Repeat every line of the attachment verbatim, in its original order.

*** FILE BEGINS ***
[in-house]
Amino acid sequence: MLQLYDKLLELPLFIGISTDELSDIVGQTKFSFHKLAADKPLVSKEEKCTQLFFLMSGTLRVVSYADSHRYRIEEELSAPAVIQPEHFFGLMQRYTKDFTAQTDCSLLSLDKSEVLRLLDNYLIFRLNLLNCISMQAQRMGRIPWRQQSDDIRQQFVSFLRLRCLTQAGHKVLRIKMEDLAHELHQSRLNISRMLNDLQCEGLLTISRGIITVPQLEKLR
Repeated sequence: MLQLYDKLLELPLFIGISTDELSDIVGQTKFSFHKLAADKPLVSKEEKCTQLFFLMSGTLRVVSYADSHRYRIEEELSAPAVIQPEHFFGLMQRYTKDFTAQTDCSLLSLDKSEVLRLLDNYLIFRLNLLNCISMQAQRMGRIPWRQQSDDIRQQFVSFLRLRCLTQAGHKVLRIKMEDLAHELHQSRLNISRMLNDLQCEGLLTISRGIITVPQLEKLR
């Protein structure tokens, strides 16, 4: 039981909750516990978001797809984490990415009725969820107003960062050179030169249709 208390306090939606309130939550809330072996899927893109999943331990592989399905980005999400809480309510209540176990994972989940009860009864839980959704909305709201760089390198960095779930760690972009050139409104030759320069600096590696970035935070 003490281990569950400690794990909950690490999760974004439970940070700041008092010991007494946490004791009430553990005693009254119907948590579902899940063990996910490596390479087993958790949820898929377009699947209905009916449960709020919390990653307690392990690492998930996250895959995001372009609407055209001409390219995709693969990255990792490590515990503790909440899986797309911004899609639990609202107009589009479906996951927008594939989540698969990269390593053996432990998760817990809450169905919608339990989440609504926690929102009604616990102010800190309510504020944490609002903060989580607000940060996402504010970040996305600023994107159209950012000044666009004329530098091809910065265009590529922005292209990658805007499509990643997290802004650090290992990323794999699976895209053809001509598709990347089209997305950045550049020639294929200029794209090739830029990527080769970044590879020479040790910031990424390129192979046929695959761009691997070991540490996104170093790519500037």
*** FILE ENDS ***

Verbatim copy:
[in-house]
Amino acid sequence: MLQLYDKLLELPLFIGISTDELSDIVGQTKFSFHKLAADKPLVSKEEKCTQLFFLMSGTLRVVSYADSHRYRIEEELSAPAVIQPEHFFGLMQRYTKDFTAQTDCSLLSLDKSEVLRLLDNYLIFRLNLLNCISMQAQRMGRIPWRQQSDDIRQQFVSFLRLRCLTQAGHKVLRIKMEDLAHELHQSRLNISRMLNDLQCEGLLTISRGIITVPQLEKLR
Repeated sequence: MLQLYDKLLELPLFIGISTDELSDIVGQTKFSFHKLAADKPLVSKEEKCTQLFFLMSGTLRVVSYADSHRYRIEEELSAPAVIQPEHFFGLMQRYTKDFTAQTDCSLLSLDKSEVLRLLDNYLIFRLNLLNCISMQAQRMGRIPWRQQSDDIRQQFVSFLRLRCLTQAGHKVLRIKMEDLAHELHQSRLNISRMLNDLQCEGLLTISRGIITVPQLEKLR
């Protein structure tokens, strides 16, 4: 039981909750516990978001797809984490990415009725969820107003960062050179030169249709 208390306090939606309130939550809330072996899927893109999943331990592989399905980005999400809480309510209540176990994972989940009860009864839980959704909305709201760089390198960095779930760690972009050139409104030759320069600096590696970035935070 003490281990569950400690794990909950690490999760974004439970940070700041008092010991007494946490004791009430553990005693009254119907948590579902899940063990996910490596390479087993958790949820898929377009699947209905009916449960709020919390990653307690392990690492998930996250895959995001372009609407055209001409390219995709693969990255990792490590515990503790909440899986797309911004899609639990609202107009589009479906996951927008594939989540698969990269390593053996432990998760817990809450169905919608339990989440609504926690929102009604616990102010800190309510504020944490609002903060989580607000940060996402504010970040996305600023994107159209950012000044666009004329530098091809910065265009590529922005292209990658805007499509990643997290802004650090290992990323794999699976895209053809001509598709990347089209997305950045550049020639294929200029794209090739830029990527080769970044590879020479040790910031990424390129192979046929695959761009691997070991540490996104170093790519500037």